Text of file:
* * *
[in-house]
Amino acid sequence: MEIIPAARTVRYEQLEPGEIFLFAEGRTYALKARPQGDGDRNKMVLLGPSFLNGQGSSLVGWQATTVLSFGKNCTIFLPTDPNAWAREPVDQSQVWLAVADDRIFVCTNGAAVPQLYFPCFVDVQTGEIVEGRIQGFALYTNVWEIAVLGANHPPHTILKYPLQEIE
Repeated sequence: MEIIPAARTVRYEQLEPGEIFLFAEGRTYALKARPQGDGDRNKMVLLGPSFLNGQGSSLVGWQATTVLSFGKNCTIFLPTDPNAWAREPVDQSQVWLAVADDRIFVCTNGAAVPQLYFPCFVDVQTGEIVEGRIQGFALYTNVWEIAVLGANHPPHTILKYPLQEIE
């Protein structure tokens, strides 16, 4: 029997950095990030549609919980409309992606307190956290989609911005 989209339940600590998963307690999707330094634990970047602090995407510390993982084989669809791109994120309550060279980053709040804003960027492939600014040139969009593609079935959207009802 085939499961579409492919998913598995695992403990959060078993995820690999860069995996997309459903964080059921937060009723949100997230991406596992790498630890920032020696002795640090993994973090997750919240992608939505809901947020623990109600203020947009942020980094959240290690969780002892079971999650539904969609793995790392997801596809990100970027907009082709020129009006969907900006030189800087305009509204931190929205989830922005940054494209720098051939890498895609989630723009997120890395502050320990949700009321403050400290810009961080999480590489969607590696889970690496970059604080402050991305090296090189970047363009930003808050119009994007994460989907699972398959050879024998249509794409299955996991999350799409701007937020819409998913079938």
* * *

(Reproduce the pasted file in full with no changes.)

[in-house]
Amino acid sequence: MEIIPAARTVRYEQLEPGEIFLFAEGRTYALKARPQGDGDRNKMVLLGPSFLNGQGSSLVGWQATTVLSFGKNCTIFLPTDPNAWAREPVDQSQVWLAVADDRIFVCTNGAAVPQLYFPCFVDVQTGEIVEGRIQGFALYTNVWEIAVLGANHPPHTILKYPLQEIE
Repeated sequence: MEIIPAARTVRYEQLEPGEIFLFAEGRTYALKARPQGDGDRNKMVLLGPSFLNGQGSSLVGWQATTVLSFGKNCTIFLPTDPNAWAREPVDQSQVWLAVADDRIFVCTNGAAVPQLYFPCFVDVQTGEIVEGRIQGFALYTNVWEIAVLGANHPPHTILKYPLQEIE
């Protein structure tokens, strides 16, 4: 029997950095990030549609919980409309992606307190956290989609911005 989209339940600590998963307690999707330094634990970047602090995407510390993982084989669809791109994120309550060279980053709040804003960027492939600014040139969009593609079935959207009802 085939499961579409492919998913598995695992403990959060078993995820690999860069995996997309459903964080059921937060009723949100997230991406596992790498630890920032020696002795640090993994973090997750919240992608939505809901947020623990109600203020947009942020980094959240290690969780002892079971999650539904969609793995790392997801596809990100970027907009082709020129009006969907900006030189800087305009509204931190929205989830922005940054494209720098051939890498895609989630723009997120890395502050320990949700009321403050400290810009961080999480590489969607590696889970690496970059604080402050991305090296090189970047363009930003808050119009994007994460989907699972398959050879024998249509794409299955996991999350799409701007937020819409998913079938």